Morwell briquette factory operator Mecrus has been criticised for using its workers as “pawns” in a contractual dispute which erupted at the plant last week.
It emerged on Wednesday Mecrus was planning to begin standing down workers that evening, claiming it had been given no further briquette production orders from factory owner HRL.
By Wednesday afternoon the Construction, Forestry, Mining and Energy Union had intervened, filing a ‘notice of dispute’ actioning an enterprise agreement clause designed to prevent stand-downs during workplace disputes.
The planned first stage of stand-downs, due to begin that evening at 7pm, was subsequently averted.
However, Mecrus managing director Barry Richards denied the CFMEU notice had shifted the company, stating workers were “extremely supportive” during the contractual stand off, some of which resolved to take leave, while others were placed in other parts of the business.
“None of our employees have lost any money; they have understood the situation, and some of them have elected to take leave, while we have found alternate duties for the others; no one has been formally stood down,” Mr Richards said on Friday.
The threat of stand-down came after Mr Richards revealed Mecrus had exhausted its annual production quota, which had not been revised by HRL since the 30 May sales forecast deadline.
Production at the briquette factory had ceased on Tuesday morning, with HRL’s Energy Brix power station, which supplies the briquette factory with steam, soon after brought offline.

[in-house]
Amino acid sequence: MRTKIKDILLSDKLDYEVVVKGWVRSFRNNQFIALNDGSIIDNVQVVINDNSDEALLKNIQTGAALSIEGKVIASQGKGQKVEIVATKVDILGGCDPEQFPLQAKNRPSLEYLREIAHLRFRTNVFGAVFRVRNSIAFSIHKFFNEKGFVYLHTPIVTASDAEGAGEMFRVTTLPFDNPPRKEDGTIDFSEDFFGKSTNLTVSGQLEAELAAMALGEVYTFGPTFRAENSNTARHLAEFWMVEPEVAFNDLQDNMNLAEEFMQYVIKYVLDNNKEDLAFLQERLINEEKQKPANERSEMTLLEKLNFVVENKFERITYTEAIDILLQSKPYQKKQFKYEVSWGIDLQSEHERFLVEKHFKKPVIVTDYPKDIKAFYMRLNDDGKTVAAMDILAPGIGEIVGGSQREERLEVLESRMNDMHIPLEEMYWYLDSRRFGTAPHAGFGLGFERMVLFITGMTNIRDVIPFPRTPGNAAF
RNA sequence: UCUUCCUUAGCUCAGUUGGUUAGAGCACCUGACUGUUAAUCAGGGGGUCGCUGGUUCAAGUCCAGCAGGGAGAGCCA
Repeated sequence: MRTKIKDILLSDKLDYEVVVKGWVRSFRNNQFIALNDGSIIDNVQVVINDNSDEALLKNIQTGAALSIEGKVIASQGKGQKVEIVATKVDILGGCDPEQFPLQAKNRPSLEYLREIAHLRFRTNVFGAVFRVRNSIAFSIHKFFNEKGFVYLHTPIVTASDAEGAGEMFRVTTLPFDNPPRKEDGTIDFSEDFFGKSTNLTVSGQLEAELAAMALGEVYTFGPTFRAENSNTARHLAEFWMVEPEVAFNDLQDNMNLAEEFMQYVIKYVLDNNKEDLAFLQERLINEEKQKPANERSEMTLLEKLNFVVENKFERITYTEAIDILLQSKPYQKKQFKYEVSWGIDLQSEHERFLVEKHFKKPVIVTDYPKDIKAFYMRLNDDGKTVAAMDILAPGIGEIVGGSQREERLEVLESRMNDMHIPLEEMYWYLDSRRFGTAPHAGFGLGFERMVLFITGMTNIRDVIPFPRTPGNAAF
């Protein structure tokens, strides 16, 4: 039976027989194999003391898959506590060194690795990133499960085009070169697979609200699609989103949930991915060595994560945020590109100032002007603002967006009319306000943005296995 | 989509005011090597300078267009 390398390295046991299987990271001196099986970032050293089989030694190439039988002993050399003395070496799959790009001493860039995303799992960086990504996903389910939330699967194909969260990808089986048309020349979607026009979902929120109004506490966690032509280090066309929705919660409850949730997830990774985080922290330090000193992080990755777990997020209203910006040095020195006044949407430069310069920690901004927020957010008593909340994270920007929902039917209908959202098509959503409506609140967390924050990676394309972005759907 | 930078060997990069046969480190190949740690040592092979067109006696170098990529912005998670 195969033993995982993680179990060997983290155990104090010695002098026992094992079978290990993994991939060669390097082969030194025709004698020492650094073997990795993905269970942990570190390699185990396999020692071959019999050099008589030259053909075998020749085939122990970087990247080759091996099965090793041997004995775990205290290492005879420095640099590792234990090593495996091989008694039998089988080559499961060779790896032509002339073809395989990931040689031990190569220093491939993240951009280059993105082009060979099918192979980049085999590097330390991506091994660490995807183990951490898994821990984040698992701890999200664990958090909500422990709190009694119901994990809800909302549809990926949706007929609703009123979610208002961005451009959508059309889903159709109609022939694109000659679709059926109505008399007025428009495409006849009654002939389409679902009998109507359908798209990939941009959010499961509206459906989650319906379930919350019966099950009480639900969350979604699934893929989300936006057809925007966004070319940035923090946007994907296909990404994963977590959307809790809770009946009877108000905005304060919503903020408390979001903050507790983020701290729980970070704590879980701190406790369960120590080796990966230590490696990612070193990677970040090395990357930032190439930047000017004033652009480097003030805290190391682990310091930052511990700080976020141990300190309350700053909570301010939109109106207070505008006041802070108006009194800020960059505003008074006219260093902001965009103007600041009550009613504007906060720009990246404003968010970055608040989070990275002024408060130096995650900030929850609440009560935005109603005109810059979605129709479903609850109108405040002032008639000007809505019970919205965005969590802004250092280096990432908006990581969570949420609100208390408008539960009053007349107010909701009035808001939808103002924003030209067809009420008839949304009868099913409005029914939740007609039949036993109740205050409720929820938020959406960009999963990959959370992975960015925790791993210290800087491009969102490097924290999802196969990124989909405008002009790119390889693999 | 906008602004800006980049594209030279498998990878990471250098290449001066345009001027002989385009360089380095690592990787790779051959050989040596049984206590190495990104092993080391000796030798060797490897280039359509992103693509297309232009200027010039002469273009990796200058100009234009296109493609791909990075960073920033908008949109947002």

While HRL remained tight lipped on Wednesday, the following day a spokesperson for Industrial Energy, an arm of HRL which manages briquette distribution and sales, said the company had written to Mecrus requesting production to recommence.
While Mr Richards said on Friday afternoon the production quota was yet to be updated, he had been given an indication from HRL there was a “reasonable level of volumes that we are meant to be producing”.
“We have the plant ready to commence operation now; the moment we get steam from the power station we can start back up, but it takes the power station 24 to 36 hours to get going again,” Mr Richards said.
Despite numerous requests, HRL did not respond to requests for further comment on Friday.
CFMEU organiser Duncan MacGregor accused the companies of playing a game of “brinkmanship” – the art of pushing dangerous events to the verge of disaster to further one’s own position.
“It’s unfortunate that workers in a briquette factory have been used as tools to negotiate further contracts,” Mr MacGregor said.
Earlier in the week Mr MacGregor had criticised the communication breakdown between the companies in the lead up to stand-off.
However Mr Richard pointed blame at HRL for the communication breakdown.
“We believe that HRL failed to communicate with us. Mecrus had no part in this,” Mr Richards said.
“We would never use our employees; because of our good relationship with the employees they’ve been extremely supportive.”